A brief narrative of the struggle for the rights of the Colored people of Philadelphia… : and a defence of William Still… -- Page 2

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Title: A brief narrative of the struggle for the rights of the Colored people of Philadelphia… : and a defence of William Still… -- Page 2
Document Title: A brief narrative of the struggle for the rights of the Colored people of Philadelphia in the city railway cars : and a defence of William Still, relating to his agency touching the passage of the late bill : Read before a large public meeting, held in Liberty Hall, Lombard St. below Eighth, Apr. 8th, 1867.
Author: Still, William, 1821-1902
Date: 1867
Page Transcription:
him not to sign it; that it was unsatisfactory to me in that the bill admitted all; whereas, it is said that I was only in favor of admitting a few, such as " Stephen Smith, Mr. Vidal, Professor Basset," &c. In addition hereto, it must be remembered by all present in this Hall on the night of the meeting to hear the Report of the Forten Committee, that it was very positively asserted that particularly Senator Lowry, John S. Mann and others, contending for our rights in the Legislature, strongly denounced our conduct and branded us as "base enemies of our race, who richly deserved to be driven from the community that we disgraced," &c. Now, as strange as it may seem, it is useless to deny the fact that the evil design of that meeting has had very pernicious effects with quite a considerable number, and were the malicious reports allowed to pass without successful contradiction and refutation, it would be difficult to forsee the mischief that might grow therefrom. Indeed, it was obvious enough at the meeting that it would require, under existing excitement, but very little more effort to produce the most disgraceful scenes. I allude to the fact that, while the severest criminations were made against Mr. Vidal, Lt. Geo. E. Stevens, myself, &c, we were not permitted a fair opportunity to repel and refute these charges. While we were attempting to speak, even while standing on our feet, motions were put by the chairman time and again and we were compelled to submit. Besides, as we would attempt to speak, such insulting remarks as these were frequently made use of: " Put him down!" " Kill him!" " There will be a funeral at the coal yard now!" " Turn him out!" &c. Therefore, in view of all these facts, will any reasonable man blame me for bringing the truth out fully, touching this whole Car movement ? Truth certainly fears no investigation. Ordinarily, I admit that it is an unnecessary waste of time for one who has done his duty to stop to chase down malicious reports circulated against him. But in this instance duty clearly seems to forbid silence. It seems but proper that the charges made should be at once met. My direct connection with the advocacy of the rights of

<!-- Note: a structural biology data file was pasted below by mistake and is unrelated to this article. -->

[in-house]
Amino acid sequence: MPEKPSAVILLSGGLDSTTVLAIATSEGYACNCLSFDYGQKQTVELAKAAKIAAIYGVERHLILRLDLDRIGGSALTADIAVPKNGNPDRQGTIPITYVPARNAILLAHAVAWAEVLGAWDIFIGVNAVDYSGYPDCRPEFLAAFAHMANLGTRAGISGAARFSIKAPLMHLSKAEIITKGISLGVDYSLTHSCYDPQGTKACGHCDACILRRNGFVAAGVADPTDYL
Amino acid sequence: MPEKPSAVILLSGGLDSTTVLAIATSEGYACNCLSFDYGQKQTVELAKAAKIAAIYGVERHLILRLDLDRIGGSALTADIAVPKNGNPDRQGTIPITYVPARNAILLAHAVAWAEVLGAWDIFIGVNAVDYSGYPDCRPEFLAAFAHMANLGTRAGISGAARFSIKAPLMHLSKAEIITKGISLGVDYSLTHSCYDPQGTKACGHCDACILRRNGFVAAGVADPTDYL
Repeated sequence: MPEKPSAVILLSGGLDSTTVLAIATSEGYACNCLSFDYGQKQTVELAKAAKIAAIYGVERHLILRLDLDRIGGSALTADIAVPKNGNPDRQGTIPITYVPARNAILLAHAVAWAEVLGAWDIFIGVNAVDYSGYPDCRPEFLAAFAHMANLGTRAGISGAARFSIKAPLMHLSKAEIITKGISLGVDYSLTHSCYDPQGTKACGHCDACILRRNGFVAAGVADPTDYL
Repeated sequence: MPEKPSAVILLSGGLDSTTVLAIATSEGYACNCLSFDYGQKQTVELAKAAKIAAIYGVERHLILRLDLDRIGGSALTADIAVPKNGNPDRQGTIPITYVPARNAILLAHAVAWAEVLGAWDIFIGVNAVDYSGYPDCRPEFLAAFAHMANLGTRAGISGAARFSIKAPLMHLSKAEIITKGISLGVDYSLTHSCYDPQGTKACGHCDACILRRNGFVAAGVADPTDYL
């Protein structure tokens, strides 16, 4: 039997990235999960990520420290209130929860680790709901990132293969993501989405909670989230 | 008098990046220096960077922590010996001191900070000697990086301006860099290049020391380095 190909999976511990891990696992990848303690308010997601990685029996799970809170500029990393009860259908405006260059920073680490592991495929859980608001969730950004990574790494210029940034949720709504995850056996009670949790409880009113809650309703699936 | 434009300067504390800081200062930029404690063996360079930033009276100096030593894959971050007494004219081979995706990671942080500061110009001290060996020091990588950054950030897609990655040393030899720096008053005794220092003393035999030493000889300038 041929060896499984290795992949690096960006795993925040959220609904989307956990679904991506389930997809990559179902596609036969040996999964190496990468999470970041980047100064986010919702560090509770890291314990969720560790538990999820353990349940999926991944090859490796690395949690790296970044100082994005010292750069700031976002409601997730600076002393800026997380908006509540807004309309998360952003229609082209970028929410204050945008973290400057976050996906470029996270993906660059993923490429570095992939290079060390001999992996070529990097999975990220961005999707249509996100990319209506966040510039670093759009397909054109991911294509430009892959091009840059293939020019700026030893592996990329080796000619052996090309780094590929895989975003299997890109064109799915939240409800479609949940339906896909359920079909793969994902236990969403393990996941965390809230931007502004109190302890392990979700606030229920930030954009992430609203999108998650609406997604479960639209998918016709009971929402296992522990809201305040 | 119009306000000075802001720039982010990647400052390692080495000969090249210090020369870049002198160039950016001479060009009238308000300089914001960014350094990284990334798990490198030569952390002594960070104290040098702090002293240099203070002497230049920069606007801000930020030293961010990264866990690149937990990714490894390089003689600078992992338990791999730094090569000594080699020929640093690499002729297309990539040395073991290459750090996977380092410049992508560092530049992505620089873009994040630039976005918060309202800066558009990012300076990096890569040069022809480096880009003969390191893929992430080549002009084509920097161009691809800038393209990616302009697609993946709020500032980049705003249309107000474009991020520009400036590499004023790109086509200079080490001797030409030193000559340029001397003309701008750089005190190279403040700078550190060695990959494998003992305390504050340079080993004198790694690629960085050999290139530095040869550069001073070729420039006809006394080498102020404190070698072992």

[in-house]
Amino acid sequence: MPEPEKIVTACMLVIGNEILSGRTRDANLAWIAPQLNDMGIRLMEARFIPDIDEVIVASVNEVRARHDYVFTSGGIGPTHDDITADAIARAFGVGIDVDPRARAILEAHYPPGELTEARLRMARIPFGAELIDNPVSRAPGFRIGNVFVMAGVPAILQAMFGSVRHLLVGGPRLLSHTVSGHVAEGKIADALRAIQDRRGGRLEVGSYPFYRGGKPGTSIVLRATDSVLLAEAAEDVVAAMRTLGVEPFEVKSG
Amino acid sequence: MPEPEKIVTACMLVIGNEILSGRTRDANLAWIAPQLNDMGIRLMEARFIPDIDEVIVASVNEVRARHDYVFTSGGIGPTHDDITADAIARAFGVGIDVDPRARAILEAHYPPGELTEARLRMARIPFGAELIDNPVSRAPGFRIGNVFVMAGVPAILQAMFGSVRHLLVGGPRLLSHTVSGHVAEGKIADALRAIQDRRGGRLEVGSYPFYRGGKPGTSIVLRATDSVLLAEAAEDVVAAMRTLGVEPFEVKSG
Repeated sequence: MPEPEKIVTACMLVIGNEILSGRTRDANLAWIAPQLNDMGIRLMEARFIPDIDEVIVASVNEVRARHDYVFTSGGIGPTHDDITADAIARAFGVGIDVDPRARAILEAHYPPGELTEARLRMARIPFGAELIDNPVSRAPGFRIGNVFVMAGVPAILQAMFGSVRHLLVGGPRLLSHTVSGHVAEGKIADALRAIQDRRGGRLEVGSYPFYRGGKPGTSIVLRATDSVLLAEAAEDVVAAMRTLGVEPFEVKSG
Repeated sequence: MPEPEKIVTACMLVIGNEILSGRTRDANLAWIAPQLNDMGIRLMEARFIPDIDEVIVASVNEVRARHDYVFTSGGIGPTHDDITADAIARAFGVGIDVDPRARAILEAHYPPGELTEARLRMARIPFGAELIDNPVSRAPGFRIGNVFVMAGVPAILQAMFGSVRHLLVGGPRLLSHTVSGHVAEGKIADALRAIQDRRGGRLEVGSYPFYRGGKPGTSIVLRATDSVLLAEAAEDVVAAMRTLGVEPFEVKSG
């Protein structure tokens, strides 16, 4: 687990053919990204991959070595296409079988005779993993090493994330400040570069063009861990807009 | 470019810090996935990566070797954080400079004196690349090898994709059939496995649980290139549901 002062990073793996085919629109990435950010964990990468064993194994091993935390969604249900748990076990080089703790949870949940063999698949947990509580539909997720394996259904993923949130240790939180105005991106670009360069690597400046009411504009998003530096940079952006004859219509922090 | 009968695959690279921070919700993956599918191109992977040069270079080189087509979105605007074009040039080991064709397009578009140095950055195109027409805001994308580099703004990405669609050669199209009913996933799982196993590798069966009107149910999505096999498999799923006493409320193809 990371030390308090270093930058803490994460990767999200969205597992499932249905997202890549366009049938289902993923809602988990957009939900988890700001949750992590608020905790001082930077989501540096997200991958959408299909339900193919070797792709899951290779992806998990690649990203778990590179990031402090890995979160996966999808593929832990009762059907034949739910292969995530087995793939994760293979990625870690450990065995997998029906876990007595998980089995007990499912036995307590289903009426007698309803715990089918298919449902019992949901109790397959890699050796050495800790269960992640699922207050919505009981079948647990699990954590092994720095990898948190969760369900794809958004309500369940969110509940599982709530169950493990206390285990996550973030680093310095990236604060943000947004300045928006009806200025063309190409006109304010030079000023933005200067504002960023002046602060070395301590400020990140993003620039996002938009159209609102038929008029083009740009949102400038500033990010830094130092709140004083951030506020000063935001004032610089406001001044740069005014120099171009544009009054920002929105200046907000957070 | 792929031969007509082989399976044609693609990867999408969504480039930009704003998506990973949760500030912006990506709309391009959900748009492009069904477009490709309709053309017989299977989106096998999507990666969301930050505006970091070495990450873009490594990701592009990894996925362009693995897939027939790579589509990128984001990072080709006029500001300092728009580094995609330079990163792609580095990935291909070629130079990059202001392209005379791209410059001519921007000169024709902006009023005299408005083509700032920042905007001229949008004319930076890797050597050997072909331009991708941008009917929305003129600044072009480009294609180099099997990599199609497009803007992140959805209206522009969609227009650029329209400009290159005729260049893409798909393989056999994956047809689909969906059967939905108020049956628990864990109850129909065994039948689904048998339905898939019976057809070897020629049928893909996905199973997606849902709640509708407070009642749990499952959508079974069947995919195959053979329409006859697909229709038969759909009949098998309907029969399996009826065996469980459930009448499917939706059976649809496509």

Subject:
African Americans--Civil rights
African Americans--Pennsylvania--Philadelphia
Street-railroads--Pennsylvania--Philadelphia
Segregation in transportation--Pennsylvania--Philadelphia
Notes:
Cover title.
Format: image/jp2
Type: Pamphlets
Publisher: Philadelphia / Merrihew & Son, Printers
Physical Description: 1 pamphlet: 22 cm.
Number of Pages: 28
Rights: This material is made available for private study, scholarship, and research use. For access to the original photograph or high-resolution image, please contact the Charles L. Blockson Afro-American Collection (blockson@temple.edu; 215-204-6632).
Language: English
Repository: Temple University Libraries, Charles L. Blockson Afro-American Collection
Digital Collection: William Still Collection
Digital Publisher: Philadelphia, PA: Temple University Libraries
Document ID: BPHX00002